Refugees, Migration, and Governance in the Middle East and North Africa
‘Reluctant Reception: Refugees, Migration, and Governance in the Middle East and North Africa’, presentation by Kelsey P. Norman
Seeking to understand why host states treat migrants and refugees inclusively, exclusively, or without any direct engagement, this book offers an original, comparative analysis of the politics of asylum seeking and migration in the Middle East and North Africa. While current classifications of migrant and refugee engagement in the Global South mistake the absence of formal policy and law for neglect, Reluctant Reception proposes the concept of ‘strategic indifference’, where states proclaim to be indifferent toward migrants and refugees, thereby inviting international organizations and local NGOs to step in and provide services on the state’s behalf.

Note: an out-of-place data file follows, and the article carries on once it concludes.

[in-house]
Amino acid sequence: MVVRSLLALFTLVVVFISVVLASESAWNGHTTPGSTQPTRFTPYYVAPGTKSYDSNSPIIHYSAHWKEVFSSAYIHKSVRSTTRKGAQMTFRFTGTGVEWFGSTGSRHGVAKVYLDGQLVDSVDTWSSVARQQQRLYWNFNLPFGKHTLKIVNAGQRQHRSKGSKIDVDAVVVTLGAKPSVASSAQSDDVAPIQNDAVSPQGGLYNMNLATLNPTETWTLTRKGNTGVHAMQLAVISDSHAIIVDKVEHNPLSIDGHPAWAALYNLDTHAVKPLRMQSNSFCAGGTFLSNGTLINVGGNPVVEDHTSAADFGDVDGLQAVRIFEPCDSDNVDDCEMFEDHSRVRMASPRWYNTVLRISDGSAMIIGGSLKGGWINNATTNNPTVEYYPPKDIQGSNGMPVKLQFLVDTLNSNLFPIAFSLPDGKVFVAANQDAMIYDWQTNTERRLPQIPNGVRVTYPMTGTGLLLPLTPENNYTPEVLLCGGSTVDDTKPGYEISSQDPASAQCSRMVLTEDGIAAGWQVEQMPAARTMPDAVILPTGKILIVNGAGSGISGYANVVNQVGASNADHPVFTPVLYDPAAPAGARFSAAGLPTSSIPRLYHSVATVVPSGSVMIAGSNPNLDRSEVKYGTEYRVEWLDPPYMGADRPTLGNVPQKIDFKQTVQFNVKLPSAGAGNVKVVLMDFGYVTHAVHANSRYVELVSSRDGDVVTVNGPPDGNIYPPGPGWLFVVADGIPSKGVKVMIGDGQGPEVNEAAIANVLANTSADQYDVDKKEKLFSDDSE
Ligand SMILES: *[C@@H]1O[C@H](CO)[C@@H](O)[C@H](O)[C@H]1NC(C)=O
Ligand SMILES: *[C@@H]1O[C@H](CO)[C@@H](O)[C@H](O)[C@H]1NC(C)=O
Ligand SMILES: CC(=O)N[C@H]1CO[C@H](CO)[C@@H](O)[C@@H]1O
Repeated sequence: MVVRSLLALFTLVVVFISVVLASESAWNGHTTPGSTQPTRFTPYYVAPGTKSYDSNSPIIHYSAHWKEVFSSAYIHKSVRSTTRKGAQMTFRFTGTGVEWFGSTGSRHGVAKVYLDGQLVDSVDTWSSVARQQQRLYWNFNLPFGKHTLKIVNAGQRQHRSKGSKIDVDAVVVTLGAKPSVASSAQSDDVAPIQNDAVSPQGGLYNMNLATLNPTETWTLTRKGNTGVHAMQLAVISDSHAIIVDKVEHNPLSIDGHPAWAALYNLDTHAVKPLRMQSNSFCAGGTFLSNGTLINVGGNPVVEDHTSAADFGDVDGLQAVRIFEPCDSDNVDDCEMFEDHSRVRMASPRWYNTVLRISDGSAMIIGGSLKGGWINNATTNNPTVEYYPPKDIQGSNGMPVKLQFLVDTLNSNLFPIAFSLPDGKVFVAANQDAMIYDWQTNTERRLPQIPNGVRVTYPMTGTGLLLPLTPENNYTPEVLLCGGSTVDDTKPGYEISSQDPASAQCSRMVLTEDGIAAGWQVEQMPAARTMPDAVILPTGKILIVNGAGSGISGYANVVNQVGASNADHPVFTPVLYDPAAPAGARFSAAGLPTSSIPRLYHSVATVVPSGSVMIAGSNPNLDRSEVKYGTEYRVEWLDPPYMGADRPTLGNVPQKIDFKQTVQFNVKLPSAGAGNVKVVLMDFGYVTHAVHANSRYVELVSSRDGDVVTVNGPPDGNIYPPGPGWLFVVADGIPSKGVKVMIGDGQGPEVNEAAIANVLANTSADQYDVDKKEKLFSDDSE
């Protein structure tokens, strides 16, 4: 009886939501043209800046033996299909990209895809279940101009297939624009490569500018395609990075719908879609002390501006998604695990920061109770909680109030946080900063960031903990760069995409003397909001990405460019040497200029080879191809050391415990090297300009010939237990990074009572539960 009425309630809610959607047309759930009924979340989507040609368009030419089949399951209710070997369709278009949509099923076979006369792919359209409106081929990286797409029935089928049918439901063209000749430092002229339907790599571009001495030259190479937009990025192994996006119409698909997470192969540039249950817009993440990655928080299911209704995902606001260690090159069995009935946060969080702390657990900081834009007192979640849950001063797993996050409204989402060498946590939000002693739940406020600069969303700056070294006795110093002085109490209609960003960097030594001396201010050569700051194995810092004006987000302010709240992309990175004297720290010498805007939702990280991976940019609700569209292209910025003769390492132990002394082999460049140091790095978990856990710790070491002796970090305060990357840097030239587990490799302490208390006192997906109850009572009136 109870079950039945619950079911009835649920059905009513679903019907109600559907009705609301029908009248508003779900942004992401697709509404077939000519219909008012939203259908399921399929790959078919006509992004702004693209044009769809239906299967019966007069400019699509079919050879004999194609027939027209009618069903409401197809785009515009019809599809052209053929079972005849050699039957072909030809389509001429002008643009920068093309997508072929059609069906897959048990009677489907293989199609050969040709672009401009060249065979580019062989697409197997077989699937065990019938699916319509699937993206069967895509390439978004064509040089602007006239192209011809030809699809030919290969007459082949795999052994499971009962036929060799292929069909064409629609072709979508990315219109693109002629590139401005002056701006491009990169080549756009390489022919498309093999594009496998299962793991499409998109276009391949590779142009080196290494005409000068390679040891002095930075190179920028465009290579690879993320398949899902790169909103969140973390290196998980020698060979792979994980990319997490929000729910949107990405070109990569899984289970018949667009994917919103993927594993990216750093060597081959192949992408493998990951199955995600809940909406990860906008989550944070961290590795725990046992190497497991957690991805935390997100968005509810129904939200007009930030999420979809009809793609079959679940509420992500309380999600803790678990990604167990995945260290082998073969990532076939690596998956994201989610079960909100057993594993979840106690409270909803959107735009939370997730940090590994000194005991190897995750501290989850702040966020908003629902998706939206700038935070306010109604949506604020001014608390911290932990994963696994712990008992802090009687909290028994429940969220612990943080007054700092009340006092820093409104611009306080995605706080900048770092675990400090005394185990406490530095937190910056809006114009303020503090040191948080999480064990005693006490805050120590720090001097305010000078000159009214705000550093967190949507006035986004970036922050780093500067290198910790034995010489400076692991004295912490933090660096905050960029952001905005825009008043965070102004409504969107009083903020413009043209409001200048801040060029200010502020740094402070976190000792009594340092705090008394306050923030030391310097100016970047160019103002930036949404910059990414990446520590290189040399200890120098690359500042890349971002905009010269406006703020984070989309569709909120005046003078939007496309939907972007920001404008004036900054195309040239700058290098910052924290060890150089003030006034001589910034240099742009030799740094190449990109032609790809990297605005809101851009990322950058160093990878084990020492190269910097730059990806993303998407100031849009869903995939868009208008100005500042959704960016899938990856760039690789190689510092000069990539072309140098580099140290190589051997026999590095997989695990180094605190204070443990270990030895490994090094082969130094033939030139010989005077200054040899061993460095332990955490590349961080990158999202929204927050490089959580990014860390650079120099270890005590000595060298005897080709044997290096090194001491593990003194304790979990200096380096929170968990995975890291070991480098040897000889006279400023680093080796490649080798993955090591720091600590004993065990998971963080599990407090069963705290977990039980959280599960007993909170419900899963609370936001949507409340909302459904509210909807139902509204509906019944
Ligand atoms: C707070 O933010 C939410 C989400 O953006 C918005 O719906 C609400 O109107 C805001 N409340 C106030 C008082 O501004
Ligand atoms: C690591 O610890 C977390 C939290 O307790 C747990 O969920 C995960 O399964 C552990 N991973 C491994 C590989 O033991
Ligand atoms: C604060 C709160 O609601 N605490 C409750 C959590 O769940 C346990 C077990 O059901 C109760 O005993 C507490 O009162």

‘Refugee Rentierism across MENA and the Global South’, presentation by Gerasimos Tsourapas
International responses to the challenges posed by forced migration have historically centred on strategies of restricting mass refugee inflows into Western states’ territory. In the context of the Syrian refugee crisis, this led to sustained efforts towards deterring inflows of forced migrants by providing economic support to refugee host states of first asylum across the Global South. Building on research on the Syrian refugee crisis across Jordan, Lebanon, and Turkey, Gerasimos Tsourapas highlights the emergence of a novel type of state, which is able to secure material and non-material gains from the presence of displaced communities within its borders, or refugee rent. Tsourapas discusses how global refugee governance encourages the development of refugee rent-seeking behaviour not merely across the Middle East but the wider Global South, thereby contributing to the commodification of forced migration.
Chair: Andrew Geddes | MPC Director, RSCAS, EUI